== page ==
Dr. Mary Schooling, professor at the CUNY Graduate School of Public Health and Health Policy, along with colleagues from China examined the association of breast feeding with infant growth and body mass index to age 16 years. The work was published in the journal Paediatric and Perinatal Epidemiology.
[Photo: Dr. Mary Schooling]
Controversial findings concerning associations of breast feeding with growth have been reported. This study examined the associations of breast feeding with early growth trajectories and body mass index to 16 years, in a unique population with little association of socio-economic position with breastfeeding, using a study which has replicated and extended many of the findings of the PROBIT randomized controlled trial of breastfeeding prevention.
The research team utilized the Hong Kong’s ‘Children of 1997’ population-representative birth cohort for this study. They classified contemporaneously reported breast-feeding status in the first 3 months as exclusive breast feeding (n = 470), mixed feeding (n = 2693), and formula feeding (n = 4204). They used linear regression and mixed modeling to assess adjusted sex- and age-specific associations of breast feeding with infant growth (gains in weight-for-age z scores, length/height-for-age z scores, and body-mass-index-for-age z score based on the World Health Organization standards/references from birth to 36 months). The team used generalized estimating equations to assess adjusted sex-specific associations of breast feeding with average body-mass-index-for-age z score from 3 months to 16 years were assessed using generalized estimating equation. Potential confounders were maternal and infant characteristics, and household income.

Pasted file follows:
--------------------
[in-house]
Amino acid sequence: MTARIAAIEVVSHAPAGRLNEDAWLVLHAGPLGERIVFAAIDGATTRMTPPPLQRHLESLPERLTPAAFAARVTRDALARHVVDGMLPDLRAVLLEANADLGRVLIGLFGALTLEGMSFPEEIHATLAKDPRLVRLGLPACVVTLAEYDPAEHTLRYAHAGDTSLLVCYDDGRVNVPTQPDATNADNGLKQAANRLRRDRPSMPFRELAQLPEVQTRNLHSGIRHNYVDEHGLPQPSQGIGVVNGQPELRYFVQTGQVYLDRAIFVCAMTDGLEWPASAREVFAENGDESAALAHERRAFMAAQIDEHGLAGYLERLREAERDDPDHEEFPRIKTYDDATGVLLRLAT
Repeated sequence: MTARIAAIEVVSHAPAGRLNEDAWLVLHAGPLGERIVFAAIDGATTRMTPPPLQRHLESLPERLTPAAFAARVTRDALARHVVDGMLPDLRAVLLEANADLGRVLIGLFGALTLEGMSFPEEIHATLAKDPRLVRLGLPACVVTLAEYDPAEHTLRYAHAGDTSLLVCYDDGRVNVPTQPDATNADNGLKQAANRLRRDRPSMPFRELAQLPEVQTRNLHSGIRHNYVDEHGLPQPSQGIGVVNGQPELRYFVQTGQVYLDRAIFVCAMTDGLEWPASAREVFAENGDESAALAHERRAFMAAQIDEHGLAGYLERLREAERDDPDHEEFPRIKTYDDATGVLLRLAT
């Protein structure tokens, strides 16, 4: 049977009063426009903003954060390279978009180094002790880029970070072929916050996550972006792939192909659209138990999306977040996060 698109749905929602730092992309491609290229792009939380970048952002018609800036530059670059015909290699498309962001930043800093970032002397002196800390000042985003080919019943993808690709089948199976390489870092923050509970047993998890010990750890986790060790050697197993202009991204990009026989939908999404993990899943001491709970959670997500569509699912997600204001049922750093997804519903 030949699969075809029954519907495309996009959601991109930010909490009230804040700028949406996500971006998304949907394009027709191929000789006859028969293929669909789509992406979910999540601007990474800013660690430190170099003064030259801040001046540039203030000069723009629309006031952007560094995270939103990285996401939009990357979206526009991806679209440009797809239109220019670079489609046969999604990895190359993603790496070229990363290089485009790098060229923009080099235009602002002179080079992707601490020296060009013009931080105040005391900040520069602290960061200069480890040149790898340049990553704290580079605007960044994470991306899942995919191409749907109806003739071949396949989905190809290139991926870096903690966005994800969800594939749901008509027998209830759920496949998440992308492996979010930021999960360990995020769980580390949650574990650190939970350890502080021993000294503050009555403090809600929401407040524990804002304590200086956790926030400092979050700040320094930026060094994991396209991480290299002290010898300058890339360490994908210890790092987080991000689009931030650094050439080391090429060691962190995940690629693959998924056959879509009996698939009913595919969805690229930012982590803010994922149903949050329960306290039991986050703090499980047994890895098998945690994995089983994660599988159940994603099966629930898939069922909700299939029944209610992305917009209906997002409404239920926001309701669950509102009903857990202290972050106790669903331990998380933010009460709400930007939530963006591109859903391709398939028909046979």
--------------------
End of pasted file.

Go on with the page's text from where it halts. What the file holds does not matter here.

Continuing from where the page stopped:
Among 7367 children, as expected greater weight-for-age z scores gains were observed in exclusively breast fed infants from 0 to 3 months than in formula fed infants but greater gains were seen in formula fed than breast fed infants from 3 to 9 months. Breast feeding was not associated with overall body-mass-index-for-age z score from 3 months to 16 years, with no differences by sex.
The research team concluded that their findings suggested that breast feeding may only have short-term effects on growth. They felt the need for further studies of the role of breast feeding in other metabolic diseases would be a logical next step.